Washington, D.C. 20250


FROM:   Reba Pittman Evans /s/                                                                         July 27, 1998
                Acting Deputy Assistant Secretary for Administration

                Roger C. Viadero /s/                                                                             July 27, 1998
                Inspector General

SUBJECT: Preventing Violence in the Workplace

In a memorandum, dated April 28, 1998, Secretary Glickman asked us to review the potential for workplace violence at USDA and report back to him on our assessment of the situation at USDA and our plans for addressing the issue.

A USDA Workplace Violence Steering Committee has been hard at work to carry out the Secretary's request. The Committee is chaired by Deborah Matz, Deputy Assistant Secretary for Administration, and Joyce Fleischman, Deputy Inspector General, and includes the Deputy Administrators/Chiefs for Management from all mission areas, as well as union representatives.

The Committee has identified several actions which can be taken immediately and is developing a comprehensive strategy for preventing workplace violence at USDA focusing on the following four issues:

Identifying, assessing, and responding to threats/incidents of violence.

Workplace violence is a complex issue. Integral aspects of an effective workplace violence prevention program are developing the skills of employees, particularly supervisors and managers, to have more effective interpersonal relationships and interactions, as well as an awareness campaign on the issue of workplace violence. The information on the back of this sheet is intended to increase your sensitivity and provide some basic guidance to assist all employees in preventing workplace violence.

Secretary Glickman stated in his September 12, 1996, policy memorandum on workplace violence that violence, or the threat of violence, by or against any employee of USDA is unacceptable. We are committed to doing everything possible to make USDA, a safe workplace environment.


Responding To Violence In The Workplace

Workplace violence is real. Hopefully, few USDA employees will be confronted with threatening or violent situations in the workplace. In the event that you do encounter such situations, it is important to understand how best to respond. This flyer is intended to give you some basic information on what to do.

There are many forms of violence in the workplace. They may not always be physical, but they usually increase in intensity over time if they are not handled effectively. Examples include:

    - threats of harm to others                 - sexual assaults
    - constant arguing                             - threats of suicide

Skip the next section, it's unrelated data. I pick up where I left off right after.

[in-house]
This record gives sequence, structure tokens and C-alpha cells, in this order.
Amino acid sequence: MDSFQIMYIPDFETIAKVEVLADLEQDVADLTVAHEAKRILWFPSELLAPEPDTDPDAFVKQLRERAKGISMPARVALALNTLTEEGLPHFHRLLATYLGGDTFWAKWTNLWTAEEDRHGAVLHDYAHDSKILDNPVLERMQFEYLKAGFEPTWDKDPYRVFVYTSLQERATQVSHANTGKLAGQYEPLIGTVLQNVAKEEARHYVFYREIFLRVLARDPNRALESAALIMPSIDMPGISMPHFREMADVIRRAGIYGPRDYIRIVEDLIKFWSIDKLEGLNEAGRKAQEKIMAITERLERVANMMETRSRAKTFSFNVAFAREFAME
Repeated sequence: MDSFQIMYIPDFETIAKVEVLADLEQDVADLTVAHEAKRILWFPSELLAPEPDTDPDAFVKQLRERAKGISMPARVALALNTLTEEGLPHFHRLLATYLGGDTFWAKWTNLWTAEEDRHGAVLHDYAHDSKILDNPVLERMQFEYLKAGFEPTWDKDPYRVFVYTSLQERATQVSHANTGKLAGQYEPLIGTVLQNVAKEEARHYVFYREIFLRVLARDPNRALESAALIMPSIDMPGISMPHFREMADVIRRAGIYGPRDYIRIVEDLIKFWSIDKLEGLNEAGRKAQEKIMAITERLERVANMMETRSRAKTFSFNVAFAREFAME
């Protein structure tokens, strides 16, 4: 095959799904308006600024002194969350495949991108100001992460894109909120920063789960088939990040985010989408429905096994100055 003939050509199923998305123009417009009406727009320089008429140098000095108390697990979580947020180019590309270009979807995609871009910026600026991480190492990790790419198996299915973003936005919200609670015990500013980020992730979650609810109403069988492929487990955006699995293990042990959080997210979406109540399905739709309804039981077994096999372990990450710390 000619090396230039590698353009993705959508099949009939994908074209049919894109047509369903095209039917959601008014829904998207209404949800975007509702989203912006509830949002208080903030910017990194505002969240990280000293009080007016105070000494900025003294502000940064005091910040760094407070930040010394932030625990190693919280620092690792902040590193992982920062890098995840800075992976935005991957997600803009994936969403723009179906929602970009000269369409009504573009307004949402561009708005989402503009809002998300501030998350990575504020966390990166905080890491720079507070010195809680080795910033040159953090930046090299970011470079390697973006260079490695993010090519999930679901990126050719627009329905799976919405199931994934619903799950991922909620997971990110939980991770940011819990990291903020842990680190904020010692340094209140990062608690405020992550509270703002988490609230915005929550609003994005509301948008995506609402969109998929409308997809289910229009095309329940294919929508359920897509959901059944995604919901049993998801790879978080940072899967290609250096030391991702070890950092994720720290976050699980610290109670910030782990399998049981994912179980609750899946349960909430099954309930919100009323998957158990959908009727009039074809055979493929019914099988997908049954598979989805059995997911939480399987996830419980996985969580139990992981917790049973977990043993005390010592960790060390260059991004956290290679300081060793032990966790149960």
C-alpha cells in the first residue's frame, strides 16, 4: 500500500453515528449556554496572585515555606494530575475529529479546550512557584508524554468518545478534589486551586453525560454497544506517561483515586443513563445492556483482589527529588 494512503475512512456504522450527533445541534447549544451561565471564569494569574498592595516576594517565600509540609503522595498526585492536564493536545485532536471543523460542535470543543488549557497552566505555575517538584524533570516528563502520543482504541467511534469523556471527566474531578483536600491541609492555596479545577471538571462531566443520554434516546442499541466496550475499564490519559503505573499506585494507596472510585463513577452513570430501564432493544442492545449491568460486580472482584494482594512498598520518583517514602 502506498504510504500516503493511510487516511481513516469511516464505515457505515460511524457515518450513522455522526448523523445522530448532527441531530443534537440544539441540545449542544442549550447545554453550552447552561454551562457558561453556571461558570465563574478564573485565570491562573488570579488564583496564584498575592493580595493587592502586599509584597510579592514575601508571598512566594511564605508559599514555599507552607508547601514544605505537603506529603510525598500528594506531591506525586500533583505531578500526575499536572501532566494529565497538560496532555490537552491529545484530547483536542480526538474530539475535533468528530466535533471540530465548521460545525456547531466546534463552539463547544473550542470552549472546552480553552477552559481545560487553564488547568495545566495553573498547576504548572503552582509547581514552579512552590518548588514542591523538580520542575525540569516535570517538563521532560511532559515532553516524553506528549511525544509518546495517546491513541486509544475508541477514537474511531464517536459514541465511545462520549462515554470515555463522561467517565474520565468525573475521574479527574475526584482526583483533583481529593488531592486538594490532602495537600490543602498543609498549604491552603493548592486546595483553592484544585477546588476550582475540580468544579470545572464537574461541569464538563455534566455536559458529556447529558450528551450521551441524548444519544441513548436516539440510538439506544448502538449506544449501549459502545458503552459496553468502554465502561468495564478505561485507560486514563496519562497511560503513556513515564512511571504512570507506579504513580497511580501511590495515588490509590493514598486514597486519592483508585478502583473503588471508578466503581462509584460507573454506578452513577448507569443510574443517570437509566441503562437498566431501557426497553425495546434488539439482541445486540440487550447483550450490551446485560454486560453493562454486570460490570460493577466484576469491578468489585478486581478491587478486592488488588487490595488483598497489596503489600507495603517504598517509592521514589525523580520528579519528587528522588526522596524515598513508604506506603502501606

- belligerence                                   - violent outbursts
    - bullying                                          - fistfights
    - intimidation                                    - stabbings
    - swearing at others                          - shootings

If you are confronted with an angry or hostile customer, coworker, or other individual:

    - Stay calm and listen attentively.
    - Maintain normal eye contact.
    - Be courteous and patient.
    - Try to keep the situation in your control as much as possible.
    - If the situation is escalating, signal a coworker or supervisor that you need help. If
      necessary, have someone call the Federal Protective Service, contract guard, or the
      local police, depending on your office situation.

If someone is threatening you with a gun, knife, or other weapon:

    - Quietly signal for help, if possible.
    - Stall for time.
    - Keep talking, but follow instructions from the person who has the weapon.
    - Don't ever try to be a hero and never try to grab a weapon.
    - Watch for a safe chance to escape to a safe area.

Things you can do right now to prepare yourself for the unexpected:

    - Find out the telephone numbers you may need in an emergency situation, such as the Federal
      Protective Service, contract guards, local police or sheriff. Put those numbers in a place
      where you can find them quickly.
    - Agree on a code or signal for indicating you need help from your coworkers. You should
      also have a plan for how you would handle a threatening situation if you are working alone.
    - Contact your local personnel office or your agency's Employee Assistance Program (EAP)
      Coordinator to find out the name and number of your EAP provider, who can offer advice
      on appropriate action to respond to potentially threatening situations.

Remember, it is up to each one of us to help make USDA a safe workplace for all of us.